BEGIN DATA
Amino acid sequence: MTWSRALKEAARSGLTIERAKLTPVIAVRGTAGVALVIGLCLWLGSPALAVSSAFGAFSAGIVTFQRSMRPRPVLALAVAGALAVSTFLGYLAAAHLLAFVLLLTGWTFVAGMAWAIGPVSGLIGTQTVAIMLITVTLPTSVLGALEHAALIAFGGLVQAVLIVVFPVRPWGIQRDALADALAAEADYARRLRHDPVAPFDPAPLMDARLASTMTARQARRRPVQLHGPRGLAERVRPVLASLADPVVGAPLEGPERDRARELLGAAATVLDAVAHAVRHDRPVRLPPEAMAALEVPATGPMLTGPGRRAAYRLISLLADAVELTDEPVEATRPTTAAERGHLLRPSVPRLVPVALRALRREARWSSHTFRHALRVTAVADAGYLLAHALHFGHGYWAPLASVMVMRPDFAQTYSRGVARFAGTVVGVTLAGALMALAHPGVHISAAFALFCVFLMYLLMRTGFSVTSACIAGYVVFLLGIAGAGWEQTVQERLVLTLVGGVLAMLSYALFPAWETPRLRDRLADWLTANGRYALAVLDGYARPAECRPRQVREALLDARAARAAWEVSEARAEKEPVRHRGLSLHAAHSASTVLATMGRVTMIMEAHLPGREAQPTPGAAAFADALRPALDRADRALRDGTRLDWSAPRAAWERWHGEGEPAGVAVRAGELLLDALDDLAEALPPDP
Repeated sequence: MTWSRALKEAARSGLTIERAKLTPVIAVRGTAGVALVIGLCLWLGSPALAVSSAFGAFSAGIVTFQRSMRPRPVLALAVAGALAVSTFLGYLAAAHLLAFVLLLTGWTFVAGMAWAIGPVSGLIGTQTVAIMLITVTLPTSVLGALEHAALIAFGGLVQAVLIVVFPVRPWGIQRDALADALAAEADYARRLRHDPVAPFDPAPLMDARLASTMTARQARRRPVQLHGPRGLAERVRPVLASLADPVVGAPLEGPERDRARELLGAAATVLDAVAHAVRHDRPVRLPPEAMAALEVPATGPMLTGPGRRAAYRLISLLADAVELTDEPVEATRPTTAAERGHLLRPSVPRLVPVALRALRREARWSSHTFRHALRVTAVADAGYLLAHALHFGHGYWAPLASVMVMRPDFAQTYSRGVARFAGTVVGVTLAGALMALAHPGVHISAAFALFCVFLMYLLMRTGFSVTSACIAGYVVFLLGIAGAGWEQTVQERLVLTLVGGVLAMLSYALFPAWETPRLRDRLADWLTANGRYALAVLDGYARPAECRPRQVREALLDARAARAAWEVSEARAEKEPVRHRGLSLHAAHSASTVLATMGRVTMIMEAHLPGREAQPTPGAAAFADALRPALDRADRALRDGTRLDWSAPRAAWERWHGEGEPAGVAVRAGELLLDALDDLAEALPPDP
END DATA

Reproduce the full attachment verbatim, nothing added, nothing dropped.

Amino acid sequence: MTWSRALKEAARSGLTIERAKLTPVIAVRGTAGVALVIGLCLWLGSPALAVSSAFGAFSAGIVTFQRSMRPRPVLALAVAGALAVSTFLGYLAAAHLLAFVLLLTGWTFVAGMAWAIGPVSGLIGTQTVAIMLITVTLPTSVLGALEHAALIAFGGLVQAVLIVVFPVRPWGIQRDALADALAAEADYARRLRHDPVAPFDPAPLMDARLASTMTARQARRRPVQLHGPRGLAERVRPVLASLADPVVGAPLEGPERDRARELLGAAATVLDAVAHAVRHDRPVRLPPEAMAALEVPATGPMLTGPGRRAAYRLISLLADAVELTDEPVEATRPTTAAERGHLLRPSVPRLVPVALRALRREARWSSHTFRHALRVTAVADAGYLLAHALHFGHGYWAPLASVMVMRPDFAQTYSRGVARFAGTVVGVTLAGALMALAHPGVHISAAFALFCVFLMYLLMRTGFSVTSACIAGYVVFLLGIAGAGWEQTVQERLVLTLVGGVLAMLSYALFPAWETPRLRDRLADWLTANGRYALAVLDGYARPAECRPRQVREALLDARAARAAWEVSEARAEKEPVRHRGLSLHAAHSASTVLATMGRVTMIMEAHLPGREAQPTPGAAAFADALRPALDRADRALRDGTRLDWSAPRAAWERWHGEGEPAGVAVRAGELLLDALDDLAEALPPDP
Repeated sequence: MTWSRALKEAARSGLTIERAKLTPVIAVRGTAGVALVIGLCLWLGSPALAVSSAFGAFSAGIVTFQRSMRPRPVLALAVAGALAVSTFLGYLAAAHLLAFVLLLTGWTFVAGMAWAIGPVSGLIGTQTVAIMLITVTLPTSVLGALEHAALIAFGGLVQAVLIVVFPVRPWGIQRDALADALAAEADYARRLRHDPVAPFDPAPLMDARLASTMTARQARRRPVQLHGPRGLAERVRPVLASLADPVVGAPLEGPERDRARELLGAAATVLDAVAHAVRHDRPVRLPPEAMAALEVPATGPMLTGPGRRAAYRLISLLADAVELTDEPVEATRPTTAAERGHLLRPSVPRLVPVALRALRREARWSSHTFRHALRVTAVADAGYLLAHALHFGHGYWAPLASVMVMRPDFAQTYSRGVARFAGTVVGVTLAGALMALAHPGVHISAAFALFCVFLMYLLMRTGFSVTSACIAGYVVFLLGIAGAGWEQTVQERLVLTLVGGVLAMLSYALFPAWETPRLRDRLADWLTANGRYALAVLDGYARPAECRPRQVREALLDARAARAAWEVSEARAEKEPVRHRGLSLHAAHSASTVLATMGRVTMIMEAHLPGREAQPTPGAAAFADALRPALDRADRALRDGTRLDWSAPRAAWERWHGEGEPAGVAVRAGELLLDALDDLAEALPPDP